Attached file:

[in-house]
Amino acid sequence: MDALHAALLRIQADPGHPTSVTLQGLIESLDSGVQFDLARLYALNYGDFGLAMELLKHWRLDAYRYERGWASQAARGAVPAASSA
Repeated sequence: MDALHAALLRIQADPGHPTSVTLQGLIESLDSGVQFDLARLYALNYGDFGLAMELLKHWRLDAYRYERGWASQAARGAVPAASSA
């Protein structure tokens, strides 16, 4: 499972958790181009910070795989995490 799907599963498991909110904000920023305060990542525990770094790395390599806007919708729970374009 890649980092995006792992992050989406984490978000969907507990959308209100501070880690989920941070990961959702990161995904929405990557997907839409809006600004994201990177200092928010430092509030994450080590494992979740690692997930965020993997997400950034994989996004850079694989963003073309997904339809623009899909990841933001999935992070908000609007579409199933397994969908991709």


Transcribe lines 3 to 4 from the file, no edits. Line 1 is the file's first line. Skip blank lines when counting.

Repeated sequence: MDALHAALLRIQADPGHPTSVTLQGLIESLDSGVQFDLARLYALNYGDFGLAMELLKHWRLDAYRYERGWASQAARGAVPAASSA
């Protein structure tokens, strides 16, 4: 499972958790181009910070795989995490 799907599963498991909110904000920023305060990542525990770094790395390599806007919708729970374009 890649980092995006792992992050989406984490978000969907507990959308209100501070880690989920941070990961959702990161995904929405990557997907839409809006600004994201990177200092928010430092509030994450080590494992979740690692997930965020993997997400950034994989996004850079694989963003073309997904339809623009899909990841933001999935992070908000609007579409199933397994969908991709």